Dropbox has offered another method for two-factor authentication. Now, users have the option to use a USB key to verify their identity when accessing Dropbox.
Dropbox already provides two-factor verification, with an optional six-digit security key available to those who want a bit more protection than what a single password provides. Instead of using the six-digit key, Dropbox users can convert a secure USB drive into a hardware key.
Users can simply insert their USB keys into their computers and enter their passwords to access their accounts, shared or personal, instead of typing in the six-digit keys whenever they want to access content stored in Dropbox's cloud.
Along with easing access to Dropbox, support for Universal 2nd Factor (U2F) USB keys assures users they are attempting to access a legitimate Dropbox site.
"Security keys provide stronger defense against credential theft attacks like phishing," said Dropbox. "Even if you're using two-step verification with your phone, some sophisticated attackers can still use fake Dropbox websites to lure you into entering your password and verification code. They can then use this information to access your account."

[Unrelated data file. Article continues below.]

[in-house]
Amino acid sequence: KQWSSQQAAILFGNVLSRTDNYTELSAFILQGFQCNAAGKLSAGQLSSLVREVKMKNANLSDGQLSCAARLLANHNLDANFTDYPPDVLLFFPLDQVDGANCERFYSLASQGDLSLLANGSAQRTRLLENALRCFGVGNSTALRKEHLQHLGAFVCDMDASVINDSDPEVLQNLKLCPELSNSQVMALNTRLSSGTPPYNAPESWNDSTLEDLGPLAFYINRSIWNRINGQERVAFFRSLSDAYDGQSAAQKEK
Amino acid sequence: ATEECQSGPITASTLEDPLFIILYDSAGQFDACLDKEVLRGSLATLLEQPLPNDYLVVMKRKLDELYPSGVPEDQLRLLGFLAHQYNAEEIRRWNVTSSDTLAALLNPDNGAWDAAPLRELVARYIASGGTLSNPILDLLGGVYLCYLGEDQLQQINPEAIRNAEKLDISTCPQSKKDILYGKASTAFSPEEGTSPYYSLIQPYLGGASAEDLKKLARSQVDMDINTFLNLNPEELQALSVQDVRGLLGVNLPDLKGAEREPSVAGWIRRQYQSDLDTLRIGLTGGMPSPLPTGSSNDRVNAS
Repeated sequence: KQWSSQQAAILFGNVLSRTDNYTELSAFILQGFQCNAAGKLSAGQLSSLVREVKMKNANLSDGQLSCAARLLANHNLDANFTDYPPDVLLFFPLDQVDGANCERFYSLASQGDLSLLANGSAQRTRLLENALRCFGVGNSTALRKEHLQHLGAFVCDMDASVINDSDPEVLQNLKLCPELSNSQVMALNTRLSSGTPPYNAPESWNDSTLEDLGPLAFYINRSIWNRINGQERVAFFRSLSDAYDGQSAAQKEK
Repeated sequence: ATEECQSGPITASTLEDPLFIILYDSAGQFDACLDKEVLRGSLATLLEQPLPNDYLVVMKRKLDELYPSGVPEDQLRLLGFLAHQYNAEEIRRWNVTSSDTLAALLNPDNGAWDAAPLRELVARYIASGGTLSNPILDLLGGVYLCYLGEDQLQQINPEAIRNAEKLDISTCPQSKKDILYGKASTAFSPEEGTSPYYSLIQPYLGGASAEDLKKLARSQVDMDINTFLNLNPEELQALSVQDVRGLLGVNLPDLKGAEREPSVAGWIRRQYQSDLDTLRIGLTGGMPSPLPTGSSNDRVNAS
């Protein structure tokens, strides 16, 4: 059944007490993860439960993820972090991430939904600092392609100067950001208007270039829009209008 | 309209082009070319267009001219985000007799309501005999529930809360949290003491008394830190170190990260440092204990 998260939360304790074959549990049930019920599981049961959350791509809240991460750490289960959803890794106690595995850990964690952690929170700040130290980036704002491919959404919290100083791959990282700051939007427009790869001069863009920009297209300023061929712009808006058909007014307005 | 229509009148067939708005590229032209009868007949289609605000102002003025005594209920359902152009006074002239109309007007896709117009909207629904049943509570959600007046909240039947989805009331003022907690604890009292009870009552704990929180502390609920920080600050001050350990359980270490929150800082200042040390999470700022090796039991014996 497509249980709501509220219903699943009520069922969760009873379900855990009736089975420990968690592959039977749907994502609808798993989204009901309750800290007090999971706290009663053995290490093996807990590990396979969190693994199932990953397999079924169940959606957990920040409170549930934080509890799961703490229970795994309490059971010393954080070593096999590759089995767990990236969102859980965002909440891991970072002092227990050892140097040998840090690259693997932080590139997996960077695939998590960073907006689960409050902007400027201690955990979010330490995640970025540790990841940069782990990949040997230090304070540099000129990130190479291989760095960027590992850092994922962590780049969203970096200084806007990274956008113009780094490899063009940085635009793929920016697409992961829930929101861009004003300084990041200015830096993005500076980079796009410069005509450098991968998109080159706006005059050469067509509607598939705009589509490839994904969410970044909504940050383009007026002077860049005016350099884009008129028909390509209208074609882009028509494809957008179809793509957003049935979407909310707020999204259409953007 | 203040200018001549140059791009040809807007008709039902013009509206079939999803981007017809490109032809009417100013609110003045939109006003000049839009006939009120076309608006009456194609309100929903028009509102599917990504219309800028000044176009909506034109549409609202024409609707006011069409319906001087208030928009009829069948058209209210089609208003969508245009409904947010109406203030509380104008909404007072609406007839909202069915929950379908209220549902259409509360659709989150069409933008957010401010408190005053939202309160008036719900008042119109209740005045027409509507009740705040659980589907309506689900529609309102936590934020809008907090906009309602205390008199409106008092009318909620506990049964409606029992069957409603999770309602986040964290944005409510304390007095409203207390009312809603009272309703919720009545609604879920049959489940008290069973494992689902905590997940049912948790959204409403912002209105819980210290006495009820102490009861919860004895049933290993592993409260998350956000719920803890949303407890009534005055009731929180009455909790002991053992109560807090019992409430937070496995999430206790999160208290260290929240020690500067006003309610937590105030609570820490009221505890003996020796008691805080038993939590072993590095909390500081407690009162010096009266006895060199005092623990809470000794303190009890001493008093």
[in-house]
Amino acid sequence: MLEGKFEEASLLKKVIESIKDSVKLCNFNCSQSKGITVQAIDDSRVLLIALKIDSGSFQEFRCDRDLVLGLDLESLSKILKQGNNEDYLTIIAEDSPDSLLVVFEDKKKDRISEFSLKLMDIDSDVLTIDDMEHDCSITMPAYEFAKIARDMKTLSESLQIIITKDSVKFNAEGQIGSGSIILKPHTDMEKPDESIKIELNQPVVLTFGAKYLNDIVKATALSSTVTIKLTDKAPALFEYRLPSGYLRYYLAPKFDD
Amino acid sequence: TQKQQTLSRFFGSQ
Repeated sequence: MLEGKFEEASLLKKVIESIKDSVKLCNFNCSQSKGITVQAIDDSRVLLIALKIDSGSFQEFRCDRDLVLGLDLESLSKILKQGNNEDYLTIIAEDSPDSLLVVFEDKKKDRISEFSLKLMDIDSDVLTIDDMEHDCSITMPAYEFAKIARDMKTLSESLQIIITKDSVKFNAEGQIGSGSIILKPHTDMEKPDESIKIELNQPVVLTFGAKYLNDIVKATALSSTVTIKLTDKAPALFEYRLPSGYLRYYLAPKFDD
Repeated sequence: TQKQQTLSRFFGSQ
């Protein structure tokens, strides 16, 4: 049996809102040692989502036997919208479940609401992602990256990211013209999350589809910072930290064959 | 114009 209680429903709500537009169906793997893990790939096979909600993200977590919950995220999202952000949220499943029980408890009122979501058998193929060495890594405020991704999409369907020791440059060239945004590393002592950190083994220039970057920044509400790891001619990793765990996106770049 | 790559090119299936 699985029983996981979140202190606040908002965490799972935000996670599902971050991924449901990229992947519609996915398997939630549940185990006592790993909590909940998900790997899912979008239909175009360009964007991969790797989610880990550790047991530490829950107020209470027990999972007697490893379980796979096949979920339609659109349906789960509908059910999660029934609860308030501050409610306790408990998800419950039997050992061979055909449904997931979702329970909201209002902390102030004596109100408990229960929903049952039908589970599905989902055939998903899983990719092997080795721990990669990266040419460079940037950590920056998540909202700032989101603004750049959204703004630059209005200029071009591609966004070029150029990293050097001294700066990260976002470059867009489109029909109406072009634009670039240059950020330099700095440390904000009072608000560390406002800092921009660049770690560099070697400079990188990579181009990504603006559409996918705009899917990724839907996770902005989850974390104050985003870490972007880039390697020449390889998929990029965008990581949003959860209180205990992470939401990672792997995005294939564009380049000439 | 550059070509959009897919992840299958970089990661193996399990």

To set up a hardware key for Dropbox access, users will need to purchase a USB stick that is compliant with the standards set by the FIDO (Fast Identity Online) Alliance. The secure USB stick can also be used as a hardware key for other apps and services.
Dropbox is currently only supporting U2F USB keys on Google Chrome browsers. Chrome is the only browser that supports U2F. Also, the feature isn't supported on mobile devices, which is primarily due to Dropbox restricting U2F support to USB sticks.
If a hardware key is lost, users can fall back on the previous method of two-step verification. Dropbox will text the six-digit key to users, or authorized users can use an authenticator app.
"Making sure only you can access your account is an important part of keeping Dropbox safe," Dropbox said.